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** Parameter estimation, statistics **

** Population parameter estimates **

A data set is often considered as a sample from a population and the sample parameters calculated from the data set as estimates of the population parameters (-> statistical indices). Moreover, it is usually used to calculate statistical models such as quantitative -> structure/response correlations. In this case the data set is organized into a data matrix X with n rows and p columns, where each row corresponds to an object of the data set and each column to a variable therefore each element represent the value of the yth variable for the ith object (/ = 1,. .., n j = 1,. .., p). [Pg.98]

On many occasions, sample statistics are used to provide an estimate of the population parameters. It is extremely useful to indicate the reliability of such estimates. This can be done by putting a confidence limit on the sample statistic. The most common application is to place confidence limits on the mean of a sample from a normally distributed population. This is done by working out the limits as F— ( />[ i] x SE) and F-I- (rr>[ - ij x SE) where //>[ ij is the tabulated critical value of Student s t statistic for a two-tailed test with n — 1 degrees of freedom and SE is the standard error of the mean (p. 268). A 95% confidence limit (i.e. P = 0.05) tells you that on average, 95 times out of 100, this limit will contain the population [Pg.278]

Such a data set has a mean and a SD. The mean of the data set of sample statistics will be 11, the population parameter on average the sample statistics will be g and hence p from any sample is an unbiased estimator of g. The variation of the sample statistics, p, can be described in the same way as for any data set the SD of the distribution of sample statistics is known as the standard error (SE) (of the estimate) - here it would be SEp. [Pg.375]

If the value of a sample statistic 6 is used to estimate a parameter 0 of the population, this statistic is called an estimator and its value for the sample the estimate. Sample mean x and variance s2 are the usual estimators of the population mean g and [Pg.185]

To summarize, the computational aspects of confidence intervals involve a point estimate of the population parameter, some error attributed to sampling, and the amount of confidence (or reliability) required for interpretation. We have illustrated the general framework of the computation of confidence intervals using the case of the population mean. It is important to emphasize that interval estimates for other parameters of interest will require different reliability factors because these depend on the sampling distribution of the estimator itself and different calculations of standard errors. The calculated confidence interval has a statistical interpretation based on a probability statement. [Pg.74]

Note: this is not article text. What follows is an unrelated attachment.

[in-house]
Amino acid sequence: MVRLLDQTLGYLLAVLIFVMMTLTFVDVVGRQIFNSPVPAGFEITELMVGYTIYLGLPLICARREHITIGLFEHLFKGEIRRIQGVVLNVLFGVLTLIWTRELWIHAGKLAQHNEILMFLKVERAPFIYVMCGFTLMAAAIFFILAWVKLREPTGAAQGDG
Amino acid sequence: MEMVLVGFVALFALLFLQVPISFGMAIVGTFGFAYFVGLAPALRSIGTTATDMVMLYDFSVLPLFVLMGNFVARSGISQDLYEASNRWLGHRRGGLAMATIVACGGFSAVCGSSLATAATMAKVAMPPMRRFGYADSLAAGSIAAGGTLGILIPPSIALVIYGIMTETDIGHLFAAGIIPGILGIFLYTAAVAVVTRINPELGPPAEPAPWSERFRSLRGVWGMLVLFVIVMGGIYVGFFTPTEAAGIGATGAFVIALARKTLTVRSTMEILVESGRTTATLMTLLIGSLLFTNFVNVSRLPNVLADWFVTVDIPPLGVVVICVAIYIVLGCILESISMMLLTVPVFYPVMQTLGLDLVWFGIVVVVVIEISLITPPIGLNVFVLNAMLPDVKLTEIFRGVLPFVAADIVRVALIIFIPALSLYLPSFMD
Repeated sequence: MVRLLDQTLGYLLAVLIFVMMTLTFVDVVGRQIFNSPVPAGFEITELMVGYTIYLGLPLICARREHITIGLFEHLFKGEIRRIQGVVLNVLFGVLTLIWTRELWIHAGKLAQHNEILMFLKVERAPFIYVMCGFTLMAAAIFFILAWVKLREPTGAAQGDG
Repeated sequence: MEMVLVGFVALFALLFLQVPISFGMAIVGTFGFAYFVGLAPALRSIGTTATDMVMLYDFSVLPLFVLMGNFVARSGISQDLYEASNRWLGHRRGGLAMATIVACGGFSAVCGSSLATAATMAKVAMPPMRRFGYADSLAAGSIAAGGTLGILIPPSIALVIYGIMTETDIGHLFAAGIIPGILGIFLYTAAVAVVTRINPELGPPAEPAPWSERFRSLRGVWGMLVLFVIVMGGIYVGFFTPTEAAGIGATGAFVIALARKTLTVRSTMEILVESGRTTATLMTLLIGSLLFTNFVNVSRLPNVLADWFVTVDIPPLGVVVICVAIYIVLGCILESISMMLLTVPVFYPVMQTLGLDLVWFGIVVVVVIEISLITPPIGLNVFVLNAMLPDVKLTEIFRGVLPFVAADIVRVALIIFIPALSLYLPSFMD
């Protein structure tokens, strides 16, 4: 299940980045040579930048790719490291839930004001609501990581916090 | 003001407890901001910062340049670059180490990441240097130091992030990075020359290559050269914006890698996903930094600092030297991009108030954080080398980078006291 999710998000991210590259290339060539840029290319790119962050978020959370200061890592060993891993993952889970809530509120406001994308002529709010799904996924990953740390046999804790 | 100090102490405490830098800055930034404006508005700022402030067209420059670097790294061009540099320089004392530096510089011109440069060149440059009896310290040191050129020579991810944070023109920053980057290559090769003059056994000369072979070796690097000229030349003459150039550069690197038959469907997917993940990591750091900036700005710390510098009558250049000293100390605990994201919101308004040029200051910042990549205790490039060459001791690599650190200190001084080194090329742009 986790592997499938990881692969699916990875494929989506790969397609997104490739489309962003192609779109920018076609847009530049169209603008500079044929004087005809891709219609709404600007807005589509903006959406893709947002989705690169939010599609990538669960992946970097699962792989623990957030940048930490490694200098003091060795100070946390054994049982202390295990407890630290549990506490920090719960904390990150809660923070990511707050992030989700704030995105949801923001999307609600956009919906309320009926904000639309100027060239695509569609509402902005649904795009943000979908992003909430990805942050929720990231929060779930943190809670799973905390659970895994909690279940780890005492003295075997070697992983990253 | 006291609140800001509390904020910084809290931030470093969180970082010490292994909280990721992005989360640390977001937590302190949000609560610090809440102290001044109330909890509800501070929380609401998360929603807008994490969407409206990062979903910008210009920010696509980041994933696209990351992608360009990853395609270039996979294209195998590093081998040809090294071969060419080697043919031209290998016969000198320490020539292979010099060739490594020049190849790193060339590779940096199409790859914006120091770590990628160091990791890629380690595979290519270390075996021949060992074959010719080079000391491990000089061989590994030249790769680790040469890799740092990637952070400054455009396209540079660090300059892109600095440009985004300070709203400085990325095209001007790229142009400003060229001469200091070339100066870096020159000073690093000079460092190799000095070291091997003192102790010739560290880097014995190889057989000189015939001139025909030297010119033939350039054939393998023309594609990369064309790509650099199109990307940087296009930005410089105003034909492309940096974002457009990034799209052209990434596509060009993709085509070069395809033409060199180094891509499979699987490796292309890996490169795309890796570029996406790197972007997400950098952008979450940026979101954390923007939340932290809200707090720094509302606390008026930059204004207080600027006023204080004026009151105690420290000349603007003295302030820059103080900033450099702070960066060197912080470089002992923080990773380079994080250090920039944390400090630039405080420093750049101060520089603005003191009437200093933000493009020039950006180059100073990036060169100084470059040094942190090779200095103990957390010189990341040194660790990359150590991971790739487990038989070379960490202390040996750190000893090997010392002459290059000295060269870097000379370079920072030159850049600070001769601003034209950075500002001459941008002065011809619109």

It is not possible to know whether any single sample estimate, like the sample mean, is a good estimate of the population parameter that it is intended to estimate. However, it is possible to use the fact that most estimates of the sample statistic (for example, sample mean) are not too far removed from the population parameter, as specified by the shape of the sampling distribution, to define a range of values of the population parameter (for example, population mean) that are best supported by the sample data. [Pg.70]

In addition, it is very useful to estimate the difference between the population parameters using the difference between the sample statistics. So, the actual difference seen in the data gives a point estimate of the difference. In the data shown in Table 7.12 in which P = 0-017, the difference in percentage success between the two samples is 16-0% (82-7% - 66-7%), which gives a point estimate of the true difference. [Pg.383]

So basic is the notion of a statistical estimate of a physical parameter that statisticians use Greek letters for the parameters and Latin letters for the estimates. For many purposes, one uses the variance, which for the sample is s and for the entire populations is cr. The variance s of a finite sample is an unbiased estimate of cr, whereas the standard deviation 5- is not an unbiased estimate of cr. [Pg.197]